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PC's podcast reveals impact of assaults on officers

A PC has created a podcast to highlight the impact of being assaulted on the job.

Cambridgeshire PC Leo Clarke has shared what happened to him after an attack left him with a bleed on the brain.

PC Clarke needed surgery and spent almost a week in hospital after he was punched in the head last February – only returning to work on restricted duties 10 months later in December.

In the episode ‘Not part of the job’ released today (9 August) he reveals what happened to him at a house in Peterborough just before 5pm on February 8 last year.

He was sent to the city after a man became violent towards members of his own family.

The man, in his 20s, had missed a psychiatric appointment at Peterborough City Hospital that morning.

He reacted angrily when PC Clarke activated his body worn video camera – and soon after grabbed and punched the officer to the head.

PC Clarke tells of the moment he realised things were not as OK first thought. He said: “Afterwards I got back to the station and went to get up out the car, but then thought something really isn’t right.

“I walked up the stairs to the response office in Thorpe Wood and remember having to hold on to the handrail thinking: ‘This isn’t good, it wasn’t just a punch’.

“I went into the office and my skipper’s look alone worried me. I spoke in gibberish apparently, and it was at that point they realised I needed to go to hospital.”

He was rushed to hospital for emergency surgery.

PC Clarke said: “The doctors told me it was a bleed on the brain and left unchecked, it could cause a lot of damage. Luckily my skipper and colleagues saw something was wrong and got me to hospital early, that has helped me get back to how I am now.”

He spent months recovering – and reveals the impact the assault had on his family:  “When I was released from hospital, they took the bandaging off my head and this was the first time I saw the extent of the surgery. The photos still hit home when I see them.

“My dad and girlfriend picked me up, I think he was crying more than she was. It was a long process of getting back to normal, but I got lucky and recovered in quite a short period of time.”

The man who assaulted him was arrested and later handed one year and eight months in jail in April last year after admitting causing grievous bodily harm (GBH) without intent.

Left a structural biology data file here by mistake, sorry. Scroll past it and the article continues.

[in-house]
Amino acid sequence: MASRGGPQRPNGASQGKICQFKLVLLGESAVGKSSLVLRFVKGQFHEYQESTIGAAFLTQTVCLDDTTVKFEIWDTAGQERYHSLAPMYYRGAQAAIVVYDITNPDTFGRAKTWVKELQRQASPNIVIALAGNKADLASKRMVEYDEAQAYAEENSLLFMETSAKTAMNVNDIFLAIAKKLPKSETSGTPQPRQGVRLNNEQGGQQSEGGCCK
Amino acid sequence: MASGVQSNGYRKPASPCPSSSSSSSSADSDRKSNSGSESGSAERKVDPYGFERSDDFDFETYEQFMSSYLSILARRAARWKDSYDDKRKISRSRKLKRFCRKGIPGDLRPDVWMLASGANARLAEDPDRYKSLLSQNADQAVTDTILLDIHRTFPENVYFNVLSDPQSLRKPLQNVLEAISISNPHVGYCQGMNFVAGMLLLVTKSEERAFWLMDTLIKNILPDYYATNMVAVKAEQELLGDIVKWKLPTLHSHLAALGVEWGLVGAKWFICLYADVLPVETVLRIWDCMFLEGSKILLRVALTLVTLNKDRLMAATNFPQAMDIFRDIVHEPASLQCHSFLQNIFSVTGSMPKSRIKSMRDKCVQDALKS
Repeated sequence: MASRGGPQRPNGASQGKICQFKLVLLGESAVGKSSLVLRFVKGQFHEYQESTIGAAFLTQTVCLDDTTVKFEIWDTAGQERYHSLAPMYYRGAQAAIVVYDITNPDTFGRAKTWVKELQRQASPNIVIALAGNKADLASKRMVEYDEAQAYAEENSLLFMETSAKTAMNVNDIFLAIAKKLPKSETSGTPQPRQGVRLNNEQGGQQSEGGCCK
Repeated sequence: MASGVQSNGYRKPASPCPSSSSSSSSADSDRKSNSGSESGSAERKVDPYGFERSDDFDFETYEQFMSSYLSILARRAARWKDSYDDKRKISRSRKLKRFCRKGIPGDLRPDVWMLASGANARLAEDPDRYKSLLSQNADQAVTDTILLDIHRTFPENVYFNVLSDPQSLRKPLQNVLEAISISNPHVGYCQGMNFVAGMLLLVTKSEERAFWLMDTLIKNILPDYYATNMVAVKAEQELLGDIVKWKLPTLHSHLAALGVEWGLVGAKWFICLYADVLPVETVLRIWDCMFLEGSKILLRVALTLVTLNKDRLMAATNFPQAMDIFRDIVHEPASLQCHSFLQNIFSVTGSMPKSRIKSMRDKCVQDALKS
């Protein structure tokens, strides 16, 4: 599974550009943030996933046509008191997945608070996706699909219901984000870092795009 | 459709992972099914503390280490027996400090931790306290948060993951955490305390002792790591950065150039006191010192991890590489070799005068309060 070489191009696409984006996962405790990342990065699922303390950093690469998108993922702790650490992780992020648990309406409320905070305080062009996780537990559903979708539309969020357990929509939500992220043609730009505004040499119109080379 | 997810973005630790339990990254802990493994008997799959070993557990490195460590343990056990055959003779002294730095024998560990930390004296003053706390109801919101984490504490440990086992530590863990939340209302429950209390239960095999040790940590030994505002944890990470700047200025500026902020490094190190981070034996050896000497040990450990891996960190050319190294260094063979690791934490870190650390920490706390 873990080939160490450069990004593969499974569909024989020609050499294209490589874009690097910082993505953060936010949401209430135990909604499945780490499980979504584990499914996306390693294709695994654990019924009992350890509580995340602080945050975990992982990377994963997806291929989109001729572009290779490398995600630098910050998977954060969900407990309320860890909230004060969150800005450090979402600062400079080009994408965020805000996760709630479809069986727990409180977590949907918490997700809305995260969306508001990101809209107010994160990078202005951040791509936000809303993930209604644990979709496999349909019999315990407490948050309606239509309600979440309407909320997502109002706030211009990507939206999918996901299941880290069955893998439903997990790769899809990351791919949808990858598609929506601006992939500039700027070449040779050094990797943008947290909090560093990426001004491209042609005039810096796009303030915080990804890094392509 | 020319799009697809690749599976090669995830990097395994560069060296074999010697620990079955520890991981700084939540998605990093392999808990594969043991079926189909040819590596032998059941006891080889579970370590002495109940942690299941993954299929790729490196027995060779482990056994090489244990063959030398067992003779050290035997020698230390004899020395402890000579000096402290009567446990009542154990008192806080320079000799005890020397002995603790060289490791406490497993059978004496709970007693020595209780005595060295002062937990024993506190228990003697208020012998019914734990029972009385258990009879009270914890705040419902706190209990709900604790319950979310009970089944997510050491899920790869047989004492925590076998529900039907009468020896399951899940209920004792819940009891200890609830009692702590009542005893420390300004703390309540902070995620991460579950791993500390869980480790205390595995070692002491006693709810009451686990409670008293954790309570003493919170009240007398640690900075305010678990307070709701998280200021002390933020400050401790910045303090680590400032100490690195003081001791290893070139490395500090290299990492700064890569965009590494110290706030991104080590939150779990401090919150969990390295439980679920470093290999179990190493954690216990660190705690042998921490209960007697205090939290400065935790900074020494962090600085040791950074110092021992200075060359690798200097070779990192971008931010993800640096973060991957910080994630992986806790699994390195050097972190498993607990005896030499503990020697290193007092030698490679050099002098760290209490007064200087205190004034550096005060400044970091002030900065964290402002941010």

More than a year on from the attack, the officer has now returned to response shifts on the front line.

Chiefs, Federation leaders and Police and Crime Commissioners are all raising concern over the number of mental-health related incidents that response teams deal with which they say are not part of policing – and officers are not trained to deal with as specialists.

PC Clarke said the people who they visit need to be reassured that they are not in trouble.

He said: “As the police we do a lot of jobs now, including mental health related ones. We’ve had to adapt as every service is stretched; for us it’s not just locking up bad guys anymore.

“One of the main things for police is life and limb – making sure everyone is OK. If we turn up, it doesn’t always mean you’re in trouble so don’t instantly worry and don’t take your anger out on us.

“We’ve got families as well we want to go home to, so it’s not fair. It might not be an ambulance turning up like you want, but we will get to where you need to and do our best to help you.”

Chief Constable Nick Dean said assaults upon police officers and staff would never be tolerated and were not simply ‘part of the job’.

He added: “I’m glad he has felt able to share what happened to him in our new podcast series, and I hope his story brings home the reality of the work police officers do on a daily basis to protect others.

“It should be remembered that police officers and staff are people, they are fathers, mothers, sons and daughters. When they are attacked they become victims just like any other, but victims who have been attacked while trying to protect others.”

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